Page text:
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The Fictional Woman by Tara Moss. Non Fiction exploration of stereotypes and beliefs thrust upon women/Tara Moss. That description does not do it justice at all. Captivating read. Just go out and get it for any and all women you know.

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Under Siege by Belinda Neil. A memoir about Post Traumatic Stress Disorder. It rings true for a lot of mental illnesses though, such as depression and anxiety,  not only PTSD, so is highly accessible.

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Holiday in Cambodia by Laura Jean McKay. For you travel bug friend. Get Destination Cambodia by Walter Mason as a companion piece. Your friend will love you forever. I’m trying not to literally laugh out loud remembering the “dangerously jolly” scene in Destination Cambodia.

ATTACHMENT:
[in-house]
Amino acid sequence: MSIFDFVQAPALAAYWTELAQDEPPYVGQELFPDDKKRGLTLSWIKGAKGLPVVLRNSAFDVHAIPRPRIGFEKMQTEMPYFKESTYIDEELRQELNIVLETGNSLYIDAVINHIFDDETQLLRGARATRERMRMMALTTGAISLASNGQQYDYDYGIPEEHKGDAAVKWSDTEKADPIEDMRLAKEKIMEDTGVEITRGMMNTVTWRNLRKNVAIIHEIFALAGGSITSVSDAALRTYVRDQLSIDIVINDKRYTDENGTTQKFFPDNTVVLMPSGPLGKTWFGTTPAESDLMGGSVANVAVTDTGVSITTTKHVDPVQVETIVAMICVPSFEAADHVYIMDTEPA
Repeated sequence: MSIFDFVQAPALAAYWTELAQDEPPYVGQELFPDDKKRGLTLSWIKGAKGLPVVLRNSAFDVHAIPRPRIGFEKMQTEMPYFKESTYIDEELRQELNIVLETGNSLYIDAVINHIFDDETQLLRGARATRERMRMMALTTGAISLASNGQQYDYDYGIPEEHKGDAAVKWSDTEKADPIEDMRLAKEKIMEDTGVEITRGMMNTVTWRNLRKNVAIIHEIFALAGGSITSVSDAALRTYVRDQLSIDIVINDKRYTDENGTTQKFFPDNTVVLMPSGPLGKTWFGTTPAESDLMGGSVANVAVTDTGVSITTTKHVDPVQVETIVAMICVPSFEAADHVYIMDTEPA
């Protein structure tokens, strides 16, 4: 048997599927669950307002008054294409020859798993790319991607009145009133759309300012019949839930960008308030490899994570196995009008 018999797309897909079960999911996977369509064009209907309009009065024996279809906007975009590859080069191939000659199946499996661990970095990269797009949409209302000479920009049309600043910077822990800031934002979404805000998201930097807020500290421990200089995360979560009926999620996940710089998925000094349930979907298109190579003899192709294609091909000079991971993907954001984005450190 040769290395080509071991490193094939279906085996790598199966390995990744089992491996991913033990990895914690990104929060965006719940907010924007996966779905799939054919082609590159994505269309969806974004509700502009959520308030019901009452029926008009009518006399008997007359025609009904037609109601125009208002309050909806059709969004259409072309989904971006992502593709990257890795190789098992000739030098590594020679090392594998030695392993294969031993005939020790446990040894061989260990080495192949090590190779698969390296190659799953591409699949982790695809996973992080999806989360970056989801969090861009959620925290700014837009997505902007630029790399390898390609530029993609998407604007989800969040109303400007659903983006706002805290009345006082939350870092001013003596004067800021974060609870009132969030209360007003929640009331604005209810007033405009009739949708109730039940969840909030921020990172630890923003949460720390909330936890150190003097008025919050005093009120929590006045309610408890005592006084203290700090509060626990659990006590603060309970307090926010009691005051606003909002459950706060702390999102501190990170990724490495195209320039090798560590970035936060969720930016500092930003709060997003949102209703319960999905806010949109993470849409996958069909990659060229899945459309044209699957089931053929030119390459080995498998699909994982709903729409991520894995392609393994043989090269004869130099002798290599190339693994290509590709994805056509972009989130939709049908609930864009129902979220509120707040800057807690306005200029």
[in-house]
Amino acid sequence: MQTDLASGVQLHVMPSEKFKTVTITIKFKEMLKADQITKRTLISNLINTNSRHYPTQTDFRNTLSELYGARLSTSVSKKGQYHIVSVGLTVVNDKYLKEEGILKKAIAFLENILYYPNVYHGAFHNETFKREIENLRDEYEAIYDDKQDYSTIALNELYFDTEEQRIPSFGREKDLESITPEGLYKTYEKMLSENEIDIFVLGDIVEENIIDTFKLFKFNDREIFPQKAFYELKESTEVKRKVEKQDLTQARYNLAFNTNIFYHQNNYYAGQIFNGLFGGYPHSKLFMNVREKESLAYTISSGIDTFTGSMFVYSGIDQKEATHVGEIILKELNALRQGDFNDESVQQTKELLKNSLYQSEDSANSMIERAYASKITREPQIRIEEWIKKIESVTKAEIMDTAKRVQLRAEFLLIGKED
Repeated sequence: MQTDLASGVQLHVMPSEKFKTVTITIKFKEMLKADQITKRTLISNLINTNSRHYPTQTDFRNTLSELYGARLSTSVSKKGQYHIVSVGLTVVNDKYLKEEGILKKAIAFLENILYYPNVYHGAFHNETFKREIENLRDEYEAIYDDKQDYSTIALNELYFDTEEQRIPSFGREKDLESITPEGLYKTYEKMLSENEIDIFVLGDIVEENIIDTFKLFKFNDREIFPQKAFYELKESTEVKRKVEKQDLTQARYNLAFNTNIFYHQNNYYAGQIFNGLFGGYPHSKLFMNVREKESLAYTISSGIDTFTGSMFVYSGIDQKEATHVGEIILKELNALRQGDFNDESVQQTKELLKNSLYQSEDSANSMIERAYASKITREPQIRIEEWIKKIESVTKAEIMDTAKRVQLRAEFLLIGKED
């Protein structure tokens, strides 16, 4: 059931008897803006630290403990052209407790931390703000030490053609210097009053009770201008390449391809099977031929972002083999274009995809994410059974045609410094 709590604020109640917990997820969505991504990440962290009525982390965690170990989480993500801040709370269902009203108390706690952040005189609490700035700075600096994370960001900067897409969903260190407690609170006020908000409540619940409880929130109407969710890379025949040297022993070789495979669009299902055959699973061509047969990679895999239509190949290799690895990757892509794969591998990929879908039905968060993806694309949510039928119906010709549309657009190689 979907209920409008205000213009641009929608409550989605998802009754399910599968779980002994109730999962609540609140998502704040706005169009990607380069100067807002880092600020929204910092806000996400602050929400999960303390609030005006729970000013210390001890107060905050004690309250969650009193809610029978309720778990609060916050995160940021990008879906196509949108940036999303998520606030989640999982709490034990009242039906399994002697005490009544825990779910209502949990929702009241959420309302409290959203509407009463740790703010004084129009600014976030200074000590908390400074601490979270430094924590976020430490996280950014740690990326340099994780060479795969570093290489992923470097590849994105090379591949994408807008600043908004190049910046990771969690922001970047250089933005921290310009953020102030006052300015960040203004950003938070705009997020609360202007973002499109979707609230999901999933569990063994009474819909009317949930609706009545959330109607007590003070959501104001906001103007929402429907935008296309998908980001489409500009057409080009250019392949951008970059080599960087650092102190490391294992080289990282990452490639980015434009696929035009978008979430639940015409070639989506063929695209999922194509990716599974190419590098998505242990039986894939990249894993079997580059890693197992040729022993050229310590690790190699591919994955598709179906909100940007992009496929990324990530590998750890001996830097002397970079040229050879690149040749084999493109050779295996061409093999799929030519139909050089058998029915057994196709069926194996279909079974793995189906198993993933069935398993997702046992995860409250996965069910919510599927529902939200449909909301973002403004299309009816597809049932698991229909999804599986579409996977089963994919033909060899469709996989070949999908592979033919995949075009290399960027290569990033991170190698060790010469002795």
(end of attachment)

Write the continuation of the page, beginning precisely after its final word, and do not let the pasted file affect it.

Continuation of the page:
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The Black Dress by Pamela Freeman. Get it for the woman who wants to read about strong women and also anyone with an interest in religious history. A truly excellent read about Mary MacKillop.

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Burial Rites by Hannah Kent. Yes, you can believe the hype. Buy it for yourself for Christmas.

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The Forgotten Garden by Kate Morton. For your historical fiction loving friends who enjoy some romance.

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The Nightingale by Fiona McIntosh. Another beautiful romantic historical fiction novel.